Judge deals LIV Golf major legal blow in PGA Tour suit

yasir al rumayyan and greg norman

Saudi PIF governor Yasir Al-Rumayyan could be deposed under a judge's ruling on Thursday.

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The latest development in the LIV-PGA Tour courtroom battle could spell trouble for the Saudi-backed upstarts.

On Thursday night, a federal judge ruled that PGA Tour lawyers could depose the Saudi Public Investment Fund, including PIF governor Yasir Al-Rumayyan, for documents related to the fund and its involvement as LIV Golf’s principal financier. Al-Rumayyan and the PIF had sought protection from the Tour’s legal probes — which threaten to unearth information about the highly secretive fund — on the grounds of “sovereign immunity,” a premise rejected by judge Susan Van Keulen’s ruling.

Al-Rumayyan and the PIF had sought exemption under the Foreign Sovereign Immunities Act, a 1976 law that defines the role of the U.S. judicial system in lawsuits against foreign nations and foreign citizens. Under the FSIA, foreign agents are immune from the jurisdiction of U.S. Courts spare for a few exceptions, one of them being when conducting commercial activity within the U.S. In the months preceding Thursday’s ruling, lawyers for LIV, Al-Rumayyan and the PIF argued that the fund was merely an investor in LIV — not a business partner — meaning the PIF was not conducting commercial activity within the United States. The ruling, which was handed down in the U.S. District Court of Northern California, rejected those arguments and asserted that Al-Rumayyan and the PIF were the “moving force behind the founding, funding, oversight and operation of LIV” and therefore not exempt from the Tour’s depositions.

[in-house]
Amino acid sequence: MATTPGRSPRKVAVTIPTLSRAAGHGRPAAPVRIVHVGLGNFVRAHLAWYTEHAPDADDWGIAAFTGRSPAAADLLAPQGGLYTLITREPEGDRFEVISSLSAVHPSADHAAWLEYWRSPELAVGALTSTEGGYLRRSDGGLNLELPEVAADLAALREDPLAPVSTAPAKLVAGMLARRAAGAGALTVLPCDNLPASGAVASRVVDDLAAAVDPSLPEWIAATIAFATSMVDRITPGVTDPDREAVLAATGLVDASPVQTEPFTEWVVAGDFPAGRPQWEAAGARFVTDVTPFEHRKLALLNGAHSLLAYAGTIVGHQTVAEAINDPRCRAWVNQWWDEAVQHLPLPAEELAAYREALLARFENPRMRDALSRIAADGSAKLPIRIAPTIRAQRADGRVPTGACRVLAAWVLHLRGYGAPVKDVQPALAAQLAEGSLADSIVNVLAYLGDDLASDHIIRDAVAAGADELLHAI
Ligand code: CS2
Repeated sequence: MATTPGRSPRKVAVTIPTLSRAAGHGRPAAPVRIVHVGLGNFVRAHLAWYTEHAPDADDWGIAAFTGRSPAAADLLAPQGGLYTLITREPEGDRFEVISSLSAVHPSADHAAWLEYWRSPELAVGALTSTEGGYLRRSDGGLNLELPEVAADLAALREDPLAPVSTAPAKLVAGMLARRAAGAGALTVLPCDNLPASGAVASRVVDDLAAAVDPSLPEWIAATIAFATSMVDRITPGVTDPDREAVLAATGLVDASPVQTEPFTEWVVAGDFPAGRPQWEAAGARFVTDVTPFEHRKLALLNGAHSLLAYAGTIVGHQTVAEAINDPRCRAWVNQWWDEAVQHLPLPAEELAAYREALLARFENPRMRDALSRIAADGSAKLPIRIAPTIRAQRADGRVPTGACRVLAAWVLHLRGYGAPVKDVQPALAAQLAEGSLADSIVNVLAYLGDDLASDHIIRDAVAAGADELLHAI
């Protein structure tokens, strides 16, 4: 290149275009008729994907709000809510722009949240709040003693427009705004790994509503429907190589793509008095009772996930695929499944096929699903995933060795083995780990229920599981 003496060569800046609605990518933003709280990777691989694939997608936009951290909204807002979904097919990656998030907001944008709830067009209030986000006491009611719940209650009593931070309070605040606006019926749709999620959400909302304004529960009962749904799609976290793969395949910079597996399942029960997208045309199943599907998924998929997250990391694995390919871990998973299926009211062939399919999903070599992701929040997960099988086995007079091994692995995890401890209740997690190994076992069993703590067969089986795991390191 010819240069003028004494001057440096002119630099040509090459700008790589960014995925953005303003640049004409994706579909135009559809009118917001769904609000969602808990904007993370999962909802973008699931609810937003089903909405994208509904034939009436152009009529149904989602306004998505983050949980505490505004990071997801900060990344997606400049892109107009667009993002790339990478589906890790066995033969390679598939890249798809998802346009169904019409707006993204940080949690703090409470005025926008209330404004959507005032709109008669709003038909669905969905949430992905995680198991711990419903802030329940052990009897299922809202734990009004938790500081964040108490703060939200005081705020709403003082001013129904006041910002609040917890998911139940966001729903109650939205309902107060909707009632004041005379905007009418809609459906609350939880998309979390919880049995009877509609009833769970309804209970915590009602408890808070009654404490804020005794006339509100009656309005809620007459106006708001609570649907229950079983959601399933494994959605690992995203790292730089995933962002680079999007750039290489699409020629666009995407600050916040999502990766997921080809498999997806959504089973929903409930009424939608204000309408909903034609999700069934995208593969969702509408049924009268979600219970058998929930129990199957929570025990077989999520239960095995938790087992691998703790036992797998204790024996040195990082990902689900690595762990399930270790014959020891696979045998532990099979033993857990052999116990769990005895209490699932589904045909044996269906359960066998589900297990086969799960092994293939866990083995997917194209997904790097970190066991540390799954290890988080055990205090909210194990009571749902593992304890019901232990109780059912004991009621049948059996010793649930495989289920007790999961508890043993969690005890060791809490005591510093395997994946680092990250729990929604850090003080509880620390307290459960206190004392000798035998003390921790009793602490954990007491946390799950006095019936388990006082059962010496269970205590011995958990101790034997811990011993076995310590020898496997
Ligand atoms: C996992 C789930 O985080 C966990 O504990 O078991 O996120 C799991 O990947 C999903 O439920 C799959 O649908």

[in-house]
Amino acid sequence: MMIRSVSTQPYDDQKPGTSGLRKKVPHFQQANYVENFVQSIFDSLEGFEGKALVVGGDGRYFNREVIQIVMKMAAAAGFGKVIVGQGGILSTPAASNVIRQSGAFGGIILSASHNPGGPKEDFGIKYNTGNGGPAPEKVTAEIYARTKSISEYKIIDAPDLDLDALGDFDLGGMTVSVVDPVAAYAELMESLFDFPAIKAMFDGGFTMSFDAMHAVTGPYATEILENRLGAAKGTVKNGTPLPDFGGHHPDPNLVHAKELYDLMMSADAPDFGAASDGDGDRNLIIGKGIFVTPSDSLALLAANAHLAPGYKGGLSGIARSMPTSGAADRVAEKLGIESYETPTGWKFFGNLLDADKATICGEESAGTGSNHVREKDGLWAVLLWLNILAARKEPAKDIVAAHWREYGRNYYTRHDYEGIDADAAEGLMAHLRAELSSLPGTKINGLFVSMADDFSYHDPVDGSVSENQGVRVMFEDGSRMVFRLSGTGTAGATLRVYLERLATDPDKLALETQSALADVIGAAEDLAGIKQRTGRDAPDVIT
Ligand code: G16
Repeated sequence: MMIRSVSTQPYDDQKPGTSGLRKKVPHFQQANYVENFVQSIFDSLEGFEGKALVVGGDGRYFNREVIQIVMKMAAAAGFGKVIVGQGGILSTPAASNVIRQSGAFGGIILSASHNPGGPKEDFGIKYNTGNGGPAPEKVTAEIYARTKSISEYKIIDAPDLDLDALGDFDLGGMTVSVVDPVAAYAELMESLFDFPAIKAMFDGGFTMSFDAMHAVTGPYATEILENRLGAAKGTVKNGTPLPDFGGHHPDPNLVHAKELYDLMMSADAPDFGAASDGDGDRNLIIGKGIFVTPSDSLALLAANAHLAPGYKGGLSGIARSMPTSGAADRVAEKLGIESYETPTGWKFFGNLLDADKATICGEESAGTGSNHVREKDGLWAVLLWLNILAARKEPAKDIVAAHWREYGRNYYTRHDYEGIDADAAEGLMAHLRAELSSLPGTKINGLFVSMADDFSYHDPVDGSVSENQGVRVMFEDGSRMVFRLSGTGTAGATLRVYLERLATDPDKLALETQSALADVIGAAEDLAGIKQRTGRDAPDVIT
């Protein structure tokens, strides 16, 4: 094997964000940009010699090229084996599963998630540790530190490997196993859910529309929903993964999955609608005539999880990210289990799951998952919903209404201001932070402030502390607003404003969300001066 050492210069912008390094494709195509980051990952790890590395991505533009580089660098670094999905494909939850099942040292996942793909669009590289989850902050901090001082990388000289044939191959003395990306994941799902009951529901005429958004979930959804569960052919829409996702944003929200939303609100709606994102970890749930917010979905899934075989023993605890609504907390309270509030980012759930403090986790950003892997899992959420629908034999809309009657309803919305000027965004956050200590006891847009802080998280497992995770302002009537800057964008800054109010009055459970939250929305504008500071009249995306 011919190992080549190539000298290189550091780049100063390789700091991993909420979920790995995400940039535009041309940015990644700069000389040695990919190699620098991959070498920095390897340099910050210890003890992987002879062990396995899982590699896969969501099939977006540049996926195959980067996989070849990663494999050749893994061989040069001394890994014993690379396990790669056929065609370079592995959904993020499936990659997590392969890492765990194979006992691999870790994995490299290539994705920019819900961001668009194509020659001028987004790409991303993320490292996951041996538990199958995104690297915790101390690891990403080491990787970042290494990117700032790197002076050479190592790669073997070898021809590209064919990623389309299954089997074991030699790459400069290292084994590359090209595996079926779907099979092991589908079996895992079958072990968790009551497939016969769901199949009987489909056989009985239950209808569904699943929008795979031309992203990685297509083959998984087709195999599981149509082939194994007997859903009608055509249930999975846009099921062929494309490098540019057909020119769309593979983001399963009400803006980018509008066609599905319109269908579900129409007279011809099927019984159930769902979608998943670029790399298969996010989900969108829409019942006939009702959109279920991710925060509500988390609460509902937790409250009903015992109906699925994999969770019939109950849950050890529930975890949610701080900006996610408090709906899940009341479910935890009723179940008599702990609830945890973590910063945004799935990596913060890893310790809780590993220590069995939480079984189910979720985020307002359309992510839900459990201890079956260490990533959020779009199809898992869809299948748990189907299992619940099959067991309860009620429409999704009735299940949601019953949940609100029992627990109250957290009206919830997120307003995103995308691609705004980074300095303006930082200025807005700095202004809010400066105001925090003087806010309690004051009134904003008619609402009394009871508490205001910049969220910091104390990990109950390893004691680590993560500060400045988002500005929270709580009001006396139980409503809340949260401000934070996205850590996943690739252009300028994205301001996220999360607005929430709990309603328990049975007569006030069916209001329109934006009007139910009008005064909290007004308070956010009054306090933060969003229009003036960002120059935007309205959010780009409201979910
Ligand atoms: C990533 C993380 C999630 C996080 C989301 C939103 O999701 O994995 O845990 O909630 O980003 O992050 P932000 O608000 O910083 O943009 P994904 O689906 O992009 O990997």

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The ruling could mark a watershed moment in the ongoing legal battle between LIV and the Tour over the Tour’s purported monopoly status. Should Al-Rumayyan and the PIF agree to the depositions, Tour lawyers could compel truckloads of documents from the PIF and Al-Rumayyan, lifting the curtain on the actions and motivations of the secretive government-owned fund in golf and more broadly. Should the two parties fail to cooperate with the deposition, they could be held in contempt of court, a decision that could have grave consequences for LIV’s standing with the court in this case. A third option, of course, would be for LIV to withdraw the lawsuit altogether, ending litigation and any hope of the kind of legal discovery that could shift LIV’s standing with the Tour, which has suspended its players indefinitely.

Per an ESPN report, lawyers for LIV and PIF have indicated they will ask a different federal judge, Beth Labson Freeman, to review Van Keulen’s ruling. Golf fans might remember Labson Freeman’s name. Last summer, she dealt LIV another courtroom loss when she ruled that three LIV golfers — Talor Gooch, Hudson Swafford and Matt Jones — were ineligible to compete in the FedEx Cup Playoffs.

A hearing is scheduled before Labson Freeman for late next week, February 24.

James Colgan

Golf.com Editor

James Colgan is a news and features editor at GOLF, writing stories for the website and magazine. He manages the Hot Mic, GOLF’s media vertical, and utilizes his on-camera experience across the brand’s platforms. Prior to joining GOLF, James graduated from Syracuse University, during which time he was a caddie scholarship recipient (and astute looper) on Long Island, where he is from. He can be reached at james.colgan@golf.com.